Your email is not valid
Recipient's email is not valid
Submit Close

Your email has been sent.

Click here to send another


The Rotten Something in the State of Turkey

Today on Tablet

Print Email

Gareth H. Jenkins recounts the ruling AKP’s decade-long trajectory toward increasing corruption and authoritarianism today in Tablet Magazine. It is ironic because the AKP’s initial rise to power, in 1999, coincided with what was comparatively one of modern Turkey’s most democratic moments.

As for the U.S. diplomatic cables, revealed by WikiLeaks, alleging that Prime Minister Recep Tayyip Erdogan has dirty money stashed away in eight Swiss bank accounts? The government’s response was essentially to tar WikiLeaks as a Zionist enterprise, a response that, Jenkins concludes, was “probably more revealing about the nature of AKP rule than the allegations themselves … further proof not only of the widespread paranoia and anti-Semitism in the party but also of the government’s growing tendency to try to intimidate its critics into silence.”


Print Email
Lynne T says:

Amusing for the AKP to tar Wikileaks as sympathizers with Israel:

Israel Shamir: “Did you find any compromising facts about Russia? Or maybe it’s just the reputation of American foreign policy will suffer losses because of this complication?”

Julian Assange: “Well there are a number of reports in there of people going into America embassies and talking about their colleagues, and sometimes that is people speaking about corrupt Russian businessmen, or allegations of corruption by Russian generals, and of course the view of the American ambassadors themselves about what the state of Russian affairs is. But generally, I see that it’s mainly the US presidence and how it operates, and also the actions of the puppet states that it has, or the American client states: these states that are supported and propped up by the United States, that often engage in terrible human rights abuses, or covert pushes towards war, or money laundering, or other forms of corruption. And those are often known about by US embassies working in these countries, but that knowledge is concealed. So I think, over the long term, it is that latter category that is really going to start drawing attention.”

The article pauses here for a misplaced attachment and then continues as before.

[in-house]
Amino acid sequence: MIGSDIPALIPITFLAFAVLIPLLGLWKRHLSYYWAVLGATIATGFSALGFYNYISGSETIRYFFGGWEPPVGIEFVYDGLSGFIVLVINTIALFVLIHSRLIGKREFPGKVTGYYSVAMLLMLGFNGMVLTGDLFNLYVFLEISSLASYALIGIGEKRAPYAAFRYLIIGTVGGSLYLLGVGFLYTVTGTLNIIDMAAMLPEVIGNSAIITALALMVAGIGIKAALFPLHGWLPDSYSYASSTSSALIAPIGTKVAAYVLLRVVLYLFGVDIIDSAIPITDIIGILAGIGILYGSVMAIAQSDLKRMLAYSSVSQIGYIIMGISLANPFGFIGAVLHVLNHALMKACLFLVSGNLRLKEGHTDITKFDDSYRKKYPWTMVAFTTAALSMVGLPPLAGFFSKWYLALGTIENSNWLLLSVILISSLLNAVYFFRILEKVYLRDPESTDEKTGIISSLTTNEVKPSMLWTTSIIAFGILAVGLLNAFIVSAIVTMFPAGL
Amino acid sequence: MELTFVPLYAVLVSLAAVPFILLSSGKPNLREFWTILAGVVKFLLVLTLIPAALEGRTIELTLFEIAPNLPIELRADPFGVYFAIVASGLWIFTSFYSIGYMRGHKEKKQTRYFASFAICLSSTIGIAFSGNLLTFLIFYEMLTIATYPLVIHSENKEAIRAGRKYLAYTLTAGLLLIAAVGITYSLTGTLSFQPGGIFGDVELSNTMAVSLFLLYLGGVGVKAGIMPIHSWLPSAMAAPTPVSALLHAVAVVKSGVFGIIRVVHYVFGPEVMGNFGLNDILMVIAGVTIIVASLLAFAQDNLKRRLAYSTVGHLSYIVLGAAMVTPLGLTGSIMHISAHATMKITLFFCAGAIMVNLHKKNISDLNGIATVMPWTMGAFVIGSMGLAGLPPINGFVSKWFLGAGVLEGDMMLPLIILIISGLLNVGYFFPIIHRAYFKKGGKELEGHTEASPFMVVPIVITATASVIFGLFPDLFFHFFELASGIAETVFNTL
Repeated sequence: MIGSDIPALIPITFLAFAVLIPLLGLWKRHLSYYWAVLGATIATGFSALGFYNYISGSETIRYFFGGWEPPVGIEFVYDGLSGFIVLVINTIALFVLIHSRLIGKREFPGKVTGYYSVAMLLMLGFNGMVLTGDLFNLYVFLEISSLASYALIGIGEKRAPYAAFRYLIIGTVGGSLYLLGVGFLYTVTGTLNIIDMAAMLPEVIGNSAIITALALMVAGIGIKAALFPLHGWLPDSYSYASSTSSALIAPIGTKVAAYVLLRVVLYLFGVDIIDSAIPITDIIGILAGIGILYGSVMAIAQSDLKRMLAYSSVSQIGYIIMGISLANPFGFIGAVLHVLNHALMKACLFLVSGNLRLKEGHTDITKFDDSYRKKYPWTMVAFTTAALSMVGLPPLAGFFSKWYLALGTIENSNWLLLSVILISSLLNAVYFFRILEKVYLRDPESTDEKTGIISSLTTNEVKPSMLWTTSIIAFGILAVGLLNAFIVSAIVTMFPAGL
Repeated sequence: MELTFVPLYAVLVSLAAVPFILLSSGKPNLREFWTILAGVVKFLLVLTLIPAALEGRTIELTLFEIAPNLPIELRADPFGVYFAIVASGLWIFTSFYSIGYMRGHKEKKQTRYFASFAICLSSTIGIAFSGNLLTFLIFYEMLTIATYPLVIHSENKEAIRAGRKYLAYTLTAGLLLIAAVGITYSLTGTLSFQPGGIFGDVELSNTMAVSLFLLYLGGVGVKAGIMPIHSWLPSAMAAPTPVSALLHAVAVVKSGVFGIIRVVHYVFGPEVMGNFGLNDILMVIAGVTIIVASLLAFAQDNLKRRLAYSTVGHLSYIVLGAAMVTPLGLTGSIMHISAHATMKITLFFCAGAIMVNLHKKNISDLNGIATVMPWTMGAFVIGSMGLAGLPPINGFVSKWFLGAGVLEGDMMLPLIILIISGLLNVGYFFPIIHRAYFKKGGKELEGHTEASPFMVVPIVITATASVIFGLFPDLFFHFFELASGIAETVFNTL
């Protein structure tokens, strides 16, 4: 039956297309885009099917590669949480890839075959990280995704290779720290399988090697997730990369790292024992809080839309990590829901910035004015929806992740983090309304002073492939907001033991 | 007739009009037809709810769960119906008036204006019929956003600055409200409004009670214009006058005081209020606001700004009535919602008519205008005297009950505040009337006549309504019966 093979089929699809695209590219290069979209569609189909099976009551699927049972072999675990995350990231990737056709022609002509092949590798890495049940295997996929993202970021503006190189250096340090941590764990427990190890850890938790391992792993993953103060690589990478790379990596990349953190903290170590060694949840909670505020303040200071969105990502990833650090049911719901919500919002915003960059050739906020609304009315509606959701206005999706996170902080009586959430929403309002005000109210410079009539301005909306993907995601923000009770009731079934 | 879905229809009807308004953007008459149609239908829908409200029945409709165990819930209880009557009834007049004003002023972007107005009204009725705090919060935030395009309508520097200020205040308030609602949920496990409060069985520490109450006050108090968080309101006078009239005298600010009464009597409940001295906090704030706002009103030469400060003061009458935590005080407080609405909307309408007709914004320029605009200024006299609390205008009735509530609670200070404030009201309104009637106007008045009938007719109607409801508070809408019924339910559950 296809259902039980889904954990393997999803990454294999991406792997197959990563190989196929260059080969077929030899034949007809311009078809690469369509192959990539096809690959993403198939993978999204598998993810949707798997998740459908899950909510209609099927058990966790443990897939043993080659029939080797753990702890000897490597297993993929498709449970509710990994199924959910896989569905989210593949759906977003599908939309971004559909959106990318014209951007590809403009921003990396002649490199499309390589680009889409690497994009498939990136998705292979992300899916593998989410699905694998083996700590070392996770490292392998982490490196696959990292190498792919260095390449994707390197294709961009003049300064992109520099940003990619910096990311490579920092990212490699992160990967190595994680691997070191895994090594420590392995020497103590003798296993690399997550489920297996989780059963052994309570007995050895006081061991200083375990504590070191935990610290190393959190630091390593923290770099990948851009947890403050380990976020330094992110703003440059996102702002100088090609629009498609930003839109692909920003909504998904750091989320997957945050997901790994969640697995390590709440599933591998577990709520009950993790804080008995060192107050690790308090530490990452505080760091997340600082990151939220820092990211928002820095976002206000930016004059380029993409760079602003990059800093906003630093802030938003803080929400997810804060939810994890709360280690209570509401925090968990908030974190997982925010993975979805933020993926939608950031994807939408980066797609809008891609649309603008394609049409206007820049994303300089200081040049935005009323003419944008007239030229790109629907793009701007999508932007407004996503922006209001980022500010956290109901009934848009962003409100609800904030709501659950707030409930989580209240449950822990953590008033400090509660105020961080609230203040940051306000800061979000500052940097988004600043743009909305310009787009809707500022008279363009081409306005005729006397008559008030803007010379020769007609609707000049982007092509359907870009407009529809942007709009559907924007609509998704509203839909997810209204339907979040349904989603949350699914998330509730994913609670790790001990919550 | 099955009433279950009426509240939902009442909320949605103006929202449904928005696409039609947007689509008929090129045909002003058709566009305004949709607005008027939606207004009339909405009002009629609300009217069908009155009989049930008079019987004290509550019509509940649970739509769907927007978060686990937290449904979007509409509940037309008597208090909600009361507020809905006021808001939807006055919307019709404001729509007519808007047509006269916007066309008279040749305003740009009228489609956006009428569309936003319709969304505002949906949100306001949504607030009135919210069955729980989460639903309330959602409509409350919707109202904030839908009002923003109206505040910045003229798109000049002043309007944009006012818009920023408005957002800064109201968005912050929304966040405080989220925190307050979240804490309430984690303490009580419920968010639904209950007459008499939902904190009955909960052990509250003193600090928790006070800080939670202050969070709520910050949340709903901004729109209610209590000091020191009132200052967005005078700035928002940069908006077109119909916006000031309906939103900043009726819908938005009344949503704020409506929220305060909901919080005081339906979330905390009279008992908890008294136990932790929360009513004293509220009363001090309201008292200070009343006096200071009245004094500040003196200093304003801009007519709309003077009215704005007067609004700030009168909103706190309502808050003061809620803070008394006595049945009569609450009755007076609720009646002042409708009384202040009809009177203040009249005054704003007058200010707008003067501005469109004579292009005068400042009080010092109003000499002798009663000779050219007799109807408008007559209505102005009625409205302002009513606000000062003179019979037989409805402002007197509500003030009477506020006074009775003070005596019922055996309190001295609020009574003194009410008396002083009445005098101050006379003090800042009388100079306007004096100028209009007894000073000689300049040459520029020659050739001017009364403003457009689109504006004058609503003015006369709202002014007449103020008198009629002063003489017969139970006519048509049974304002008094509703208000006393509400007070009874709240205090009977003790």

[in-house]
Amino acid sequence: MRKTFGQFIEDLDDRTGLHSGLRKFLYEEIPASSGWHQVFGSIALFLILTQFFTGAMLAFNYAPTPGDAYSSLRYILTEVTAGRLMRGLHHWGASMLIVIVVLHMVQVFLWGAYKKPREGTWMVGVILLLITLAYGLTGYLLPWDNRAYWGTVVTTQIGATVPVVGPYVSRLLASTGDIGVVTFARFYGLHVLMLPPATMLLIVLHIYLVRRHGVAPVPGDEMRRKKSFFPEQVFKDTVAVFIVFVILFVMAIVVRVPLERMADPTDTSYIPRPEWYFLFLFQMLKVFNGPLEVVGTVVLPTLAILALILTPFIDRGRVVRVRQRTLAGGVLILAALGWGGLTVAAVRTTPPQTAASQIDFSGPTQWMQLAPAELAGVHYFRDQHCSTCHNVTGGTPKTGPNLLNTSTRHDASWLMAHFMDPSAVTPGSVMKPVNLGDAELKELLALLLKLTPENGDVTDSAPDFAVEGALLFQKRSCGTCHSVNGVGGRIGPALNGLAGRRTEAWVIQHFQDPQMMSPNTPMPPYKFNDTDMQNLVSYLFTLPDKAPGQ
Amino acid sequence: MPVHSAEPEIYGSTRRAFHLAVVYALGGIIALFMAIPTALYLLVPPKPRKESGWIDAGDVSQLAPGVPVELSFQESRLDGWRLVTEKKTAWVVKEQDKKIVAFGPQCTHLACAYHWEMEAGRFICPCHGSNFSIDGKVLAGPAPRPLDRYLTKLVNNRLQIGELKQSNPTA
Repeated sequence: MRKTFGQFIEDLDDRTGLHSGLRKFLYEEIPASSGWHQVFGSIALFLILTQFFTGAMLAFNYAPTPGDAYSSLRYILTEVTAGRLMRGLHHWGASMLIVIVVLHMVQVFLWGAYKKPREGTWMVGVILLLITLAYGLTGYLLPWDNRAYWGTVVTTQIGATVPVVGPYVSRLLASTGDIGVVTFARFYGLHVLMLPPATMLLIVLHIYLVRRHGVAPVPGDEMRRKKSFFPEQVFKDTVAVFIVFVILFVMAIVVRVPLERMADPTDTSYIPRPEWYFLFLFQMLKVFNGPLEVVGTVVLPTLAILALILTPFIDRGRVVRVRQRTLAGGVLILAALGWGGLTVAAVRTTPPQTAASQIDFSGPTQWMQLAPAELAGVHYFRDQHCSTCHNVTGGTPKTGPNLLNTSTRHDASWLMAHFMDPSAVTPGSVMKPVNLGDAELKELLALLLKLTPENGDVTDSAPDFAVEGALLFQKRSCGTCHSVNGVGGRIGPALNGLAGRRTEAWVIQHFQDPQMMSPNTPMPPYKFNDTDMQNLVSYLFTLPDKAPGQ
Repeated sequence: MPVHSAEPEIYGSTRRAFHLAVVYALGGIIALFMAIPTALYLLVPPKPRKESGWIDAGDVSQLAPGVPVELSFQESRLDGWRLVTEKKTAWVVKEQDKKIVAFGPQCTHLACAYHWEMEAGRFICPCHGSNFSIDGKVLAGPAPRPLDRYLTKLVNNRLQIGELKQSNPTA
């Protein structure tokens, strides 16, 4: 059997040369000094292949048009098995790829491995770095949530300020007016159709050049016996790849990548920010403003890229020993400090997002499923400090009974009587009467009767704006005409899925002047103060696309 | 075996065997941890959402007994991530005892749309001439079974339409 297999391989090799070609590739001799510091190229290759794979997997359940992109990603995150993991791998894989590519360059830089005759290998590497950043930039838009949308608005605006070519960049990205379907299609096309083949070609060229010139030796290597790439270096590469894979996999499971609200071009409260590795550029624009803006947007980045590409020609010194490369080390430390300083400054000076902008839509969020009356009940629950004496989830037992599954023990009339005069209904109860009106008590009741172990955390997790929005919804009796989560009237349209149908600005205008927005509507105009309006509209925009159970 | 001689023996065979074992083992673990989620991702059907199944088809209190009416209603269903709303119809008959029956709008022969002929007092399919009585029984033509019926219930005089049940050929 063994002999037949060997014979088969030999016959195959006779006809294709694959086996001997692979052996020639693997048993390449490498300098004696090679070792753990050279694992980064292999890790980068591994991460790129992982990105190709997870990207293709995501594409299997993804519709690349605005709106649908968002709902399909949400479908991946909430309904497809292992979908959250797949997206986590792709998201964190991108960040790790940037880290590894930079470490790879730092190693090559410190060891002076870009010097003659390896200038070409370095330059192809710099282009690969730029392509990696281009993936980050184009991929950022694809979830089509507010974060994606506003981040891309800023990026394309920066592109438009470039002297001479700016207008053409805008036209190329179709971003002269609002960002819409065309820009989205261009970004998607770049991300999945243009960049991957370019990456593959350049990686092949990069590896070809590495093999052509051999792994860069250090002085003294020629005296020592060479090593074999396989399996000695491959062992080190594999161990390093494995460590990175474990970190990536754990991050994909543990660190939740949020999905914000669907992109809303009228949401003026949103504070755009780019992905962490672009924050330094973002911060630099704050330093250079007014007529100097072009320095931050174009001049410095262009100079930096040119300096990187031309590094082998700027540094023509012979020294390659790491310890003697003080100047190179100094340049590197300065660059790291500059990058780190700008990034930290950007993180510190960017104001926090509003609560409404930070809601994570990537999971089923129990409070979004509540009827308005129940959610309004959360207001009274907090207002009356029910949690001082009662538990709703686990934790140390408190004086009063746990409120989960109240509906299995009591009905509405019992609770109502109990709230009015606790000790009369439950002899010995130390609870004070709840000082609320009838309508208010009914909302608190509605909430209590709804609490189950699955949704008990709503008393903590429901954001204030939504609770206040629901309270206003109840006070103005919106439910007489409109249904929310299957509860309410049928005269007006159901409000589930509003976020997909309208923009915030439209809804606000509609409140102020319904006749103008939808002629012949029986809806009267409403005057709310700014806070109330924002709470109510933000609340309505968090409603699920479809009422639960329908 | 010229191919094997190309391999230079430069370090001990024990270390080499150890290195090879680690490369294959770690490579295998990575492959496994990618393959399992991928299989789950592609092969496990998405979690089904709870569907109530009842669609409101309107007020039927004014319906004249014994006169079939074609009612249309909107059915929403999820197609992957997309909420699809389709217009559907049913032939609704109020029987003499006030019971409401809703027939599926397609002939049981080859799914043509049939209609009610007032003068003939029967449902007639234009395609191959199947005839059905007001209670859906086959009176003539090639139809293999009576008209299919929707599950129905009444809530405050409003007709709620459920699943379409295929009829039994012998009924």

Your comment may be no longer than 2,000 characters, approximately 400 words. HTML tags are not permitted, nor are more than two URLs per comment. We reserve the right to delete inappropriate comments.

Thank You!

Thank you for subscribing to the Tablet Magazine Daily Digest.
Please tell us about you.

The Rotten Something in the State of Turkey

Today on Tablet

More on Tablet:

Why Russia is No Place to Be Charlie

By Vladislav Davidzon — Moscow activists face jail as Kremlin allows counter-protest in Chechnya